Styling the Oxyplot tooltip and showing on mouse hover ( WPF)

While using chart controls for one of my WPF projects, I had to use Oxyplot graph controls. I came across an issue as to how to style the tooltip and show the tooltip on mouse hover . Below is the solution.

How to style the tooltip and show it on mouse hover of the series ? 

I am styling a plot which shows line series with X and Y axis.The two line series are bound to ObservableCollection<DataPoint> . All the dynamicresource and staticresource bindings of styles are present in a common resourcedictionary. You’ll can add your own style . Below is the style shown for OxyPlot plot which styles the tracker element and tooltip .

  1. Define it either in resourcedictionary or in usercontrol.resources section.
  2. xmlns:oxy=”clr-namespace:OxyPlot.Wpf;assembly=OxyPlot.Wpf” Add this namespace.
  3. <Style
    x:Key=”PlotStyle”
    TargetType=”{x:Type oxy:Plot}”>
    <Setter Property=”DefaultTrackerTemplate”>
    <Setter.Value>
    <ControlTemplate>
    <oxy:TrackerControl
    Background=”Black”
    LineExtents=”{Binding PlotModel.PlotArea}”
    LineStroke=”Gray”
    Position=”{Binding Position}”><Border
    Margin=”2″
    Style=”Gray”>
    <Grid Margin=”6″>
    <Grid.RowDefinitions>
    <RowDefinition />
    <RowDefinition />
    </Grid.RowDefinitions>
    <Grid.ColumnDefinitions>
    <ColumnDefinition />
    <ColumnDefinition />
    </Grid.ColumnDefinitions>
    <TextBlock
    Grid.Column=”0″
    Grid.Row=”0″
    Margin=”2″
    Style=”{StaticResource NormalTextStyle}”
    Text=”X :” />
    <TextBlock
    Grid.Column=”1″
    Grid.Row=”0″
    Margin=”2″
    Style=”{StaticResource NormalTextStyle}”
    Text=”{Binding
    DataPoint.X,
    StringFormat={}{0:0.##}}” />
    <TextBlock
    Grid.Column=”0″
    Grid.Row=”1″
    Margin=”2″
    Style=”{StaticResource NormalTextStyle}”
    Text=”Y :” />
    <TextBlock
    Grid.Column=”1″
    Grid.Row=”1″
    Margin=”2″
    Style=”{StaticResource NormalTextStyle}”
    Text=”{Binding
    DataPoint.Y,
    StringFormat={}{0:0.##}}” />

    </Grid>
    </Border>

    </oxy:TrackerControl>
    </ControlTemplate>

    </Setter.Value>
    </Setter>
    </Style>

  4. XAML for oxplot graph which shows line series bound to collections and styled with resources declared in our common file.
  5. <oxy:Plot
    x:Name=”PlotPlane”
    Grid.Column=”0″
    Grid.Row=”1″
    Margin=”-25,15,25,-30″
    Background=”Transparent”
    PlotAreaBorderColor=”Transparent”
    Style=”{StaticResource PlotStyle}”
    TextColor=”{DynamicResource UI.ColoursDefault}”>
    <oxy:Plot.Series>
    <oxy:LineSeries
    Color=”{DynamicResource UI.ColoursOrange}”
    ItemsSource=”{Binding
    DataSeriesToDisplay1,
    UpdateSourceTrigger=PropertyChanged}”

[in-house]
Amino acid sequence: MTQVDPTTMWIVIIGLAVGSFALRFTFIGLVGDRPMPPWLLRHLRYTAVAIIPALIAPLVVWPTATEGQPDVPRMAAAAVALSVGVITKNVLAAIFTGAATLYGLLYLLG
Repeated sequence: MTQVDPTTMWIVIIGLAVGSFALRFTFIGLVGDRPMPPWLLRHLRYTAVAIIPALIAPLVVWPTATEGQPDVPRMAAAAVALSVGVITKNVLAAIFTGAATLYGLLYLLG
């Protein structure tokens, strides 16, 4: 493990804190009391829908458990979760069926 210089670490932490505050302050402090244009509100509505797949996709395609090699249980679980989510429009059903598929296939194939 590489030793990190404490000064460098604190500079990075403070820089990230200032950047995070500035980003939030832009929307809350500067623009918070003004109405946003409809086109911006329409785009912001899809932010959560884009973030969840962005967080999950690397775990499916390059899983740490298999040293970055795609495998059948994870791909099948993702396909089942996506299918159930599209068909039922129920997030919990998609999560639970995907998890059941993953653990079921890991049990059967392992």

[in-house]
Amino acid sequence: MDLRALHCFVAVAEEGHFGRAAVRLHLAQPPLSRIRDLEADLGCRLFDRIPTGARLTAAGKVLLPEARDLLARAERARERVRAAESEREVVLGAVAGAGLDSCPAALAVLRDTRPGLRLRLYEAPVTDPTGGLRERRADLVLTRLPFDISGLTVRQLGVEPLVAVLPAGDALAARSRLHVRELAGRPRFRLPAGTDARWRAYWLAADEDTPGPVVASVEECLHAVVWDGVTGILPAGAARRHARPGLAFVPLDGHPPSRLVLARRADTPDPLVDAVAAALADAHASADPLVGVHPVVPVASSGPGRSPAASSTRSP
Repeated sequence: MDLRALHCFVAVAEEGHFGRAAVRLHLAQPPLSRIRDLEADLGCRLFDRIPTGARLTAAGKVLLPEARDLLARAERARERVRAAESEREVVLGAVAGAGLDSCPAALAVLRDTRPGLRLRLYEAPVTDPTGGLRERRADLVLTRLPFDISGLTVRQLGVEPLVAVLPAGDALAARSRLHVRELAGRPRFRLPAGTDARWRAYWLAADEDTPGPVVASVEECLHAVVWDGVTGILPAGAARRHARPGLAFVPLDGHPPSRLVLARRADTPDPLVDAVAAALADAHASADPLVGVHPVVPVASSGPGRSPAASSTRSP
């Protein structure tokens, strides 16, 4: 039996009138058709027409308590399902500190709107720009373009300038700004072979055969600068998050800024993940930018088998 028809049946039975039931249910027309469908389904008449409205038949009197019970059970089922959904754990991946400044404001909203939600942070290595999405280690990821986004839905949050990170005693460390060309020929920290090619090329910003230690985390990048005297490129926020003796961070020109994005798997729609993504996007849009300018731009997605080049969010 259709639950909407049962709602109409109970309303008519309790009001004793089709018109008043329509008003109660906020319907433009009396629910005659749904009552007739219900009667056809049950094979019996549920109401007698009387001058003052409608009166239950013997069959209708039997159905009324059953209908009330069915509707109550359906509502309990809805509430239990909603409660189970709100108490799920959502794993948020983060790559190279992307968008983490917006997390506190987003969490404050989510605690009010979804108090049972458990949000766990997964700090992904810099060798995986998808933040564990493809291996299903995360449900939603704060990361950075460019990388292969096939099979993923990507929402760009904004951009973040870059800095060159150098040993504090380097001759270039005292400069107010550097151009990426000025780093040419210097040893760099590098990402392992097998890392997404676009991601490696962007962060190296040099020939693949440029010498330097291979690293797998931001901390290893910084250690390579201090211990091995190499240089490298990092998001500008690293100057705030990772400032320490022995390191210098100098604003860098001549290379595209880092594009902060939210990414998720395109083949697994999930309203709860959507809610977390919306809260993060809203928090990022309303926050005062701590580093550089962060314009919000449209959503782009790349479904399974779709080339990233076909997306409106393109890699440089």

MarkerFill=”{DynamicResource UI.ColoursOrange}”
    MarkerSize=”3″
    MarkerType=”Circle” />
    <oxy:LineSeries
    Color=”{DynamicResource UI.ColoursBlue}”
    ItemsSource=”{Binding
    DataSeriesToDisplay2,
    UpdateSourceTrigger=PropertyChanged}”
    MarkerFill=”{DynamicResource UI.ColoursBlue}”
    MarkerSize=”3″
    MarkerType=”Circle” />
    </oxy:Plot.Series>
    <oxy:Plot.Axes>
    <oxy:LinearAxis
    Title=”{Binding
    AxisName1,
    UpdateSourceTrigger=PropertyChanged}”
    AxislineColor=”{DynamicResource UI.ColoursDefault}”
    AxislineStyle=”Solid”
    MajorStep=”150″
    PositionAtZeroCrossing=”True”
    TicklineColor=”{DynamicResource UI.ColoursDefault}” />
    <oxy:LinearAxis
    Title=”{Binding
    AxisName2,
    UpdateSourceTrigger=PropertyChanged}”
    AxislineColor=”{DynamicResource UI.ColoursDefault}”
    AxislineStyle=”Solid”
    MajorStep=”150″
    Position=”Bottom”
    PositionAtZeroCrossing=”True”
    TicklineColor=”{DynamicResource UI.ColoursDefault}” />
    </oxy:Plot.Axes>
    </oxy:Plot>
  6. To show the tooltip on mouse hover below is code written in code-behind.
  7. this.PlotPlane.ActualController.UnbindMouseDown(OxyMouseButton.Left);
    this.PlotPlane.ActualController.BindMouseEnter(PlotCommands.HoverSnapTrack);
  8. capture

    An oxyplot graph with styled series , styled tooltip shown on mouse hover. The tracker is also styled.

ASP.NET MVC4 and jQuery Mobile.

With the ever increasing number of devices native application development for every device has become time-consuming and costly. The need of hour is to have a single codebase that can target multiple platforms. The session below shows how you can leverage ASP.NET MVC 4 and jQuery Mobile to build applications ready for mobile devices .
To get started you need :
1) Visual Studio 2010 with Service Pack 1 or Visual Studio 2012
2) ASP.NET MVC 4
3) jQuery Mobile
4) Opera Mobile Emulator for Windows
5) Default agent switcher for Mozilla Firefox

References :
ASP.NET MVC4 in Action
Pro jQuery Mobile

http://www.hanselman.com/blog/MakingASwitchableDesktopAndMobileSiteWithASPNETMVC4AndJQueryMobile.aspx

http://www.asp.net/mvc/tutorials/mvc-4/aspnet-mvc-4-mobile-features

http://jquerymobile.com/

Collections and Generics.(Why generics are better?)